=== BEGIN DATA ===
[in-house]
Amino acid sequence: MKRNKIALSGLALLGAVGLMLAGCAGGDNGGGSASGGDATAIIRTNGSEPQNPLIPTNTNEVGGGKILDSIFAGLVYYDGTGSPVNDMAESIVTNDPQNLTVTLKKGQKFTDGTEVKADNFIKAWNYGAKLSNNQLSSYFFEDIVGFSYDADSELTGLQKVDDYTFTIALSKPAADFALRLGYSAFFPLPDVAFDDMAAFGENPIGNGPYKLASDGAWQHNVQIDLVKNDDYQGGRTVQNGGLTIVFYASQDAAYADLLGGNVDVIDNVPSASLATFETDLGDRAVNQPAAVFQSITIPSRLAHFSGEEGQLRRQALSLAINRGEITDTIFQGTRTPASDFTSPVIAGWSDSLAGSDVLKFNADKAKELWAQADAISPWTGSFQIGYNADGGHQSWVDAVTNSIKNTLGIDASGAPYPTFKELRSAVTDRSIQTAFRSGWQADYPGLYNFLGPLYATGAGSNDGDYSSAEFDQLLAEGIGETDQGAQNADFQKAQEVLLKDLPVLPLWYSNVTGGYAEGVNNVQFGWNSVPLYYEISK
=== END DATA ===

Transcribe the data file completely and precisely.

[in-house]
Amino acid sequence: MKRNKIALSGLALLGAVGLMLAGCAGGDNGGGSASGGDATAIIRTNGSEPQNPLIPTNTNEVGGGKILDSIFAGLVYYDGTGSPVNDMAESIVTNDPQNLTVTLKKGQKFTDGTEVKADNFIKAWNYGAKLSNNQLSSYFFEDIVGFSYDADSELTGLQKVDDYTFTIALSKPAADFALRLGYSAFFPLPDVAFDDMAAFGENPIGNGPYKLASDGAWQHNVQIDLVKNDDYQGGRTVQNGGLTIVFYASQDAAYADLLGGNVDVIDNVPSASLATFETDLGDRAVNQPAAVFQSITIPSRLAHFSGEEGQLRRQALSLAINRGEITDTIFQGTRTPASDFTSPVIAGWSDSLAGSDVLKFNADKAKELWAQADAISPWTGSFQIGYNADGGHQSWVDAVTNSIKNTLGIDASGAPYPTFKELRSAVTDRSIQTAFRSGWQADYPGLYNFLGPLYATGAGSNDGDYSSAEFDQLLAEGIGETDQGAQNADFQKAQEVLLKDLPVLPLWYSNVTGGYAEGVNNVQFGWNSVPLYYEISK